ITU celebrates the power of digital literacy to change women’s lives as it reaches target of ‘one million women trained worldwide’
Geneva, 7 March, 2014 – Over one million disadvantaged women in 79 countries around the world are now benefiting from newly-acquired information and communication technology (ICT) skills thanks to a partnership between ITU, the UN specialized agency for ICTs, and Philippines-based NGO Telecentre.org Foundation.
The Women’s Digital Literacy Campaign, launched in 2011 with a target of training one million women around the world, leveraged the combined reach of Telecentre.org Foundation’s global network of 100,000 telecentres worldwide and ITU’s 193 Member States and 700 private sector members.
The campaign reached its goal earlier this month with a total of 1,014,096 women trained in basic computer skills, through the efforts of 153 participating organizations and 20,000 telecentres around the world.
Obonyo ‘Molly’ Adhiambo couldn’t afford a college degree, and knew her options were limited – until a friend told her of a digital literacy training course being offered by youth-based organization Nairobits Trust…learn what Molly did with her new computer skills…
Yulia Korneyeva was 23 when she first learned to use ICTs at a telecentre. But like many young people hit by the economic crisis, she recently found herself out of work – and realized she lacked the proficiency to apply for the positions she wanted. Her future changed when she saw an advertisement for a free course entitled “Advanced Digital Literacy”…find out how Youlia’s training changed her life…
“The success of this joint campaign meshes perfectly with this year’s International Women’s Day theme of ‘equality for women is progress for all’, because training in today’s ICT systems is so often change that turns around the lives of unskilled and disadvantaged women and their families,” said ITU Secretary-General Dr Hamadoun I. Touré.
“Having the skills to use ICTs opens up new horizons and empowers women, both economically and culturally. In addition, offering digital skills to over one million women at grassroots level is helping reverse the paradigm whereby, in many countries, ICTs still most often benefit men more than women.”
Recent research by ITU’s Telecommunication Development Bureau estimates that there are 200 million fewer women online than men. Of the world’s 2.8 billion Internet users, 1.3 billion are women, compared with 1.5 billion men.
While the gap between male and female users is relatively small in OECD nations, it widens rapidly in poorer countries, where expensive, ‘high status’ ICTs like computers are often unaffordable for women at the bottom of the development pyramid. In the developing world overall, 16% fewer women than men are online, with even greater disparities in some regions; in sub-Saharan Africa, for example, ITU estimates that there are only half as many women connected as men.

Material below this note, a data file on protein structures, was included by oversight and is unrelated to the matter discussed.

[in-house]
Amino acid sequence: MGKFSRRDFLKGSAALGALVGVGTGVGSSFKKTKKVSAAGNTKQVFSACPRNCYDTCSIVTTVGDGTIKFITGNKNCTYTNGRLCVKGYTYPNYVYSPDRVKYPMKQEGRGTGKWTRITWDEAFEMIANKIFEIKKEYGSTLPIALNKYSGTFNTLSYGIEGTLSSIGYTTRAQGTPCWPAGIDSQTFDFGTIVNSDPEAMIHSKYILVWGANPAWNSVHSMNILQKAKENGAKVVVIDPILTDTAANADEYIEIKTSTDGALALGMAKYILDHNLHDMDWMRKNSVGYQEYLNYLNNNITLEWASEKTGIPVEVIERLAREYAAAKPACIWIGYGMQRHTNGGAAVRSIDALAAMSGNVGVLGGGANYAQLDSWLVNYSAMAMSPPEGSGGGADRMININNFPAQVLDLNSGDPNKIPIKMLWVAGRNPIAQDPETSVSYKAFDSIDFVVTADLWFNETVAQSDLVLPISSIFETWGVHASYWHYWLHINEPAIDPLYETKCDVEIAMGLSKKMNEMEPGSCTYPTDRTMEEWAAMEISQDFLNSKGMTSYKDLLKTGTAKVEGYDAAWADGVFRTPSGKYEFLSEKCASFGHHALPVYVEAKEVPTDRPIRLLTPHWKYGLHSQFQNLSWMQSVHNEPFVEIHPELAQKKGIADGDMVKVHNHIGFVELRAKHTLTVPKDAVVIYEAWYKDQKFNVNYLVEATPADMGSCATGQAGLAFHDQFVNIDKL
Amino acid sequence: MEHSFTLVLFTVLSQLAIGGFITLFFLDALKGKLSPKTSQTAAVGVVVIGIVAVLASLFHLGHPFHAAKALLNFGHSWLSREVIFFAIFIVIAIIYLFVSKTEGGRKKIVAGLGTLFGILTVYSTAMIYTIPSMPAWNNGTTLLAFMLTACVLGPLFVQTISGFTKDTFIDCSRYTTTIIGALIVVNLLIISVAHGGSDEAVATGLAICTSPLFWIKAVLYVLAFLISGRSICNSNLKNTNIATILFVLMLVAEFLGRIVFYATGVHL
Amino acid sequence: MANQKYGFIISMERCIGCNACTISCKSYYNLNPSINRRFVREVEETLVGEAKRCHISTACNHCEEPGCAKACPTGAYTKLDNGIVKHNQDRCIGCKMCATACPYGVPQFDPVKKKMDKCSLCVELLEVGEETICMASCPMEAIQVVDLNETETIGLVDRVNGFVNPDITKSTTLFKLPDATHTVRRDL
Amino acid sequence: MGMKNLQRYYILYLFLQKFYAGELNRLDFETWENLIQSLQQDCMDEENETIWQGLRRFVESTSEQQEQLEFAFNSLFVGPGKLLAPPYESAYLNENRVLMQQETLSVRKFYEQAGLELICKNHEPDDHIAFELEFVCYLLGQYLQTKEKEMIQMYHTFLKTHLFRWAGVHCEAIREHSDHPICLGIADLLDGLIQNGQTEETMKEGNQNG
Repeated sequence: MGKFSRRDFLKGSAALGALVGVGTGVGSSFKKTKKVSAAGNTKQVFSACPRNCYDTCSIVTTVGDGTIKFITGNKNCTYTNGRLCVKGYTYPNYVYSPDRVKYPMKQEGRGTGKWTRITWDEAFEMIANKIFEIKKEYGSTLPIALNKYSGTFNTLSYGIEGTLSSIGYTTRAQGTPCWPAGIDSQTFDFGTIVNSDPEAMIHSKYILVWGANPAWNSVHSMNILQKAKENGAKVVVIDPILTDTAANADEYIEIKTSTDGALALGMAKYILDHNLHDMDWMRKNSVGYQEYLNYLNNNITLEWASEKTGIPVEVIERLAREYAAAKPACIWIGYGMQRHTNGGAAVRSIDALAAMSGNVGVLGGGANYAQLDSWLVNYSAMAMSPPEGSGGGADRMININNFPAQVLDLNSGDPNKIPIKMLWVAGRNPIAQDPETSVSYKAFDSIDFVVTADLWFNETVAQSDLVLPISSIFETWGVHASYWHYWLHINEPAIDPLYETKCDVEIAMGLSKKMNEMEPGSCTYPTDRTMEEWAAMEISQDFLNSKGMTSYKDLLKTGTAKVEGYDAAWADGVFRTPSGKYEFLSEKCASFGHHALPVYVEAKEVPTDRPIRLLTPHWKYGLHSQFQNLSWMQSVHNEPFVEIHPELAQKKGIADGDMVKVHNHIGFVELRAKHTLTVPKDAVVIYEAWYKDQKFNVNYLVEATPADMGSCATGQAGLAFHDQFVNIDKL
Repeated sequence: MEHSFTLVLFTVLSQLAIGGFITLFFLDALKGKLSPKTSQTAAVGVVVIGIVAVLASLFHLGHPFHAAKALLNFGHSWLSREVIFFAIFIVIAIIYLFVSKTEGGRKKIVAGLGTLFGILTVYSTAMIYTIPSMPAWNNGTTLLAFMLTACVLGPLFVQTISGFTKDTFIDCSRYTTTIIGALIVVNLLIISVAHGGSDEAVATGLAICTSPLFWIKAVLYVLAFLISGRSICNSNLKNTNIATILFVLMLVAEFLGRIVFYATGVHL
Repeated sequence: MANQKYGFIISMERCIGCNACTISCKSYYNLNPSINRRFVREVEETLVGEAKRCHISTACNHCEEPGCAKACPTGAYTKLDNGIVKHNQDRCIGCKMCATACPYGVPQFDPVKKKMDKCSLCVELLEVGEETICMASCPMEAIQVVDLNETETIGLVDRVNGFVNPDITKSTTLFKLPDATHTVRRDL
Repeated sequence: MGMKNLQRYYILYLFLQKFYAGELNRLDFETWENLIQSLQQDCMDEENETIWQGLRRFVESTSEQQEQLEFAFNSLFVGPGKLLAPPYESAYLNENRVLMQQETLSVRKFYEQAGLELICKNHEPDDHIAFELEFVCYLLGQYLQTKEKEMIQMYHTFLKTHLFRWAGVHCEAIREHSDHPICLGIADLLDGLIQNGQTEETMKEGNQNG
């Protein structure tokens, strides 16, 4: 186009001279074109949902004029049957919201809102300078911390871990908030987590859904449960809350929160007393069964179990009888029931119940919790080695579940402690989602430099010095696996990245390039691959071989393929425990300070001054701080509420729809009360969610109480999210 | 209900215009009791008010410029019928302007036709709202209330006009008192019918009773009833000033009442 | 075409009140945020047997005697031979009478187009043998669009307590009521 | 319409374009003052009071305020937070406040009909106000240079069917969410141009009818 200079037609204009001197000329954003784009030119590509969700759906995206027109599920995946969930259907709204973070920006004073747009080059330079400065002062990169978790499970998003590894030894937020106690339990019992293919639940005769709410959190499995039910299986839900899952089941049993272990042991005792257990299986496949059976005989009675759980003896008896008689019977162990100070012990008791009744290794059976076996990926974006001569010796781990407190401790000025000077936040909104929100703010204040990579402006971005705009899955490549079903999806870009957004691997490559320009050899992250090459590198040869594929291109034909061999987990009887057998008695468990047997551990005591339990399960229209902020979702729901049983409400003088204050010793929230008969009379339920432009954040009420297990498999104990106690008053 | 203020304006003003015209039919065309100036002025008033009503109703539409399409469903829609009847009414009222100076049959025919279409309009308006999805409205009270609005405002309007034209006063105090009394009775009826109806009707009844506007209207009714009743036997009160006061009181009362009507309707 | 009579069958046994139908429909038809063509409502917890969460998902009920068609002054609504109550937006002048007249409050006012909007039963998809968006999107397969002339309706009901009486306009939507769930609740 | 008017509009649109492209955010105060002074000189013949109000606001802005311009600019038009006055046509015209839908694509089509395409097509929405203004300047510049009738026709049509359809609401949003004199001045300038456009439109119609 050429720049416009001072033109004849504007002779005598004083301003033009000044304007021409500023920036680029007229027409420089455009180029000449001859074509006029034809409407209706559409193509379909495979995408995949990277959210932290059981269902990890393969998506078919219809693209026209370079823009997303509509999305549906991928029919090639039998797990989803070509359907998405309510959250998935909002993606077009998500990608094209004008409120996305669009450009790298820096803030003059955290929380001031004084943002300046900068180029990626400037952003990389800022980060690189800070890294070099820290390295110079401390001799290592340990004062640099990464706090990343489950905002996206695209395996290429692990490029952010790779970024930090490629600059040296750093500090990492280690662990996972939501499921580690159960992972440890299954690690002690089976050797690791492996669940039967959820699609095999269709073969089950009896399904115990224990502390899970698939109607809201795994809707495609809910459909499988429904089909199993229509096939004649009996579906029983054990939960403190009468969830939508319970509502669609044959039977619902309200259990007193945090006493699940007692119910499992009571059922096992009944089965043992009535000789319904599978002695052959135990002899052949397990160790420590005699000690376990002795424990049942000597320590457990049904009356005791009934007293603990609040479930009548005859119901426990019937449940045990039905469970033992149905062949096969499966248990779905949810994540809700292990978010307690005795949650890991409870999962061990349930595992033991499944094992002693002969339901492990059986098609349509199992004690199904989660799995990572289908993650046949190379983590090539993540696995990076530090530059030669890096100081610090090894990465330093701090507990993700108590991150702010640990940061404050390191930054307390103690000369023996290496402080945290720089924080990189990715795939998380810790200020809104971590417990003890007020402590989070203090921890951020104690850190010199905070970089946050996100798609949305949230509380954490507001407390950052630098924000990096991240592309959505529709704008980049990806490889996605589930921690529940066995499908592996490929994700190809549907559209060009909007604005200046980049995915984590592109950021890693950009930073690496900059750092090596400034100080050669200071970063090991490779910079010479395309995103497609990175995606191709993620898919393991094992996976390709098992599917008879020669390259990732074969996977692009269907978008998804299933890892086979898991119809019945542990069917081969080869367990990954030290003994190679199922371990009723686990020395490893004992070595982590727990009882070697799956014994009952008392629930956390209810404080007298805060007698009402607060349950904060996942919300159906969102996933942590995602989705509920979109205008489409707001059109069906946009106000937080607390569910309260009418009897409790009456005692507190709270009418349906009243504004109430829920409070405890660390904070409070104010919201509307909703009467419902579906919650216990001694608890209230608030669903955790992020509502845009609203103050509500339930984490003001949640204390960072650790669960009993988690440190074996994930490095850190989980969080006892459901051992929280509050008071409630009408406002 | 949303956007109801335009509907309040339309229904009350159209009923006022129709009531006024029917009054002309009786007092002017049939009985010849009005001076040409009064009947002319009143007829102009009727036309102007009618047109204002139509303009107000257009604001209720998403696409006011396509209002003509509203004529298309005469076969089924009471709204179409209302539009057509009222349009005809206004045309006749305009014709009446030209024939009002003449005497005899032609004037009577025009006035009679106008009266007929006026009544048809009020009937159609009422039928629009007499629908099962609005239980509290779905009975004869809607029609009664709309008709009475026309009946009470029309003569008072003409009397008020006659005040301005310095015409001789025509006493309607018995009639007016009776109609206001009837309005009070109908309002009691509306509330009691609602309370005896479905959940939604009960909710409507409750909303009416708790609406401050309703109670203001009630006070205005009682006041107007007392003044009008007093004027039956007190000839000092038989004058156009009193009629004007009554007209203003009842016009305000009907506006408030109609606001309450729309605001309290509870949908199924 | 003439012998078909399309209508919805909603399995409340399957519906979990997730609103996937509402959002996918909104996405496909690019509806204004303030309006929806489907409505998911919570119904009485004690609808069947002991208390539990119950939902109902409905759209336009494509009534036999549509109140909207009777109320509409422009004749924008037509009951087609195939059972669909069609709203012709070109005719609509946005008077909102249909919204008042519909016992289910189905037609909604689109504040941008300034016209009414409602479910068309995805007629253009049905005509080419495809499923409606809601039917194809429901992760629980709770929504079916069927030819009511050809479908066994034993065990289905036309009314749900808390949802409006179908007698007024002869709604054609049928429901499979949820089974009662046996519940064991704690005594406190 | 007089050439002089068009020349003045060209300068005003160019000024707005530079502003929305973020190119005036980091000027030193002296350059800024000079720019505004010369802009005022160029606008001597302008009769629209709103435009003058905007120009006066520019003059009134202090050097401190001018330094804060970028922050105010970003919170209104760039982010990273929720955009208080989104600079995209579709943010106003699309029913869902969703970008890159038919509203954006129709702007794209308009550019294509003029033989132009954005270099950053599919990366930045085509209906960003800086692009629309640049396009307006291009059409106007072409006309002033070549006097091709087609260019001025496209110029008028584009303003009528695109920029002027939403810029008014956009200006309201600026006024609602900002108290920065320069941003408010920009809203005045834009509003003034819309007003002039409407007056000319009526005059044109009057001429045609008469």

A report issued last year by
the Broadband Commission for Digital Development’s Working Group on Gender, led by UNDP Administrator Helen Clark, revealed that, around the world, women are coming online later and more slowly than men. It also showed that women are on average 21% less likely to own a mobile phone – representing a mobile gender gap of 300 million, equating to US$13 billion in potential missed revenues for the mobile sector.
“With technology now widely recognized as a critical enabler for socio-economic development, the Women’s Digital Literacy Campaign has been key in reinforcing ITU’s global efforts to promote the digital inclusion of women in line with Millennium Development Goal 3 on gender equality,” said Brahima Sanou, Director of ITU’s Telecommunication Development Bureau, which initiated and led the Women’s Digital Literacy Campaign.
“Partnership is key in any undertaking, and what we have achieved so far under the Telecentre Women Digital Literacy Campaign is a testament to this. I, therefore, take this opportunity to thank ITU and all our partners in this campaign for accepting the challenge and for embracing this cause with so much fervour,” said Miguel Raimilla, Executive Director of Telecentre.org Foundation. “We may have already reached our target, but the work doesn’t stop here. There is still so much more to be done out there, and the programme will definitely continue to empower women worldwide through ICT, in the hopes of inspiring change and ultimately bringing about the much needed results.”
The campaign is just one element of ITU’s work in the field of gender empowerment through ICTs. Each year on the fourth Thursday in April, ITU and the global technology community celebrate ‘Girls in ICT Day’, an international awareness-raising initiative launched by ITU in 2010 to promote tech careers to a new generation of girls with an interest in science and maths.
Since its inception in 2010, the day has been gaining huge momentum around the world, with 2,700 events organized in 121 countries for an outreach of more than 70,000 girls and young women. Event organizers are gearing up for a big celebration on 24 April this year: stakeholders are encouraged to contact
ITU has also developed a range of digital literacy training materials designed to be used in school-based community centres and multi-purpose telecentres by women, indigenous peoples, and persons with disabilities. In addition to providing basic ICT literacy, the materials show trainees how ICTs can be used to support a range of economic activities such as handicrafts, agro-tourism and agriculture. Training materials can be accessed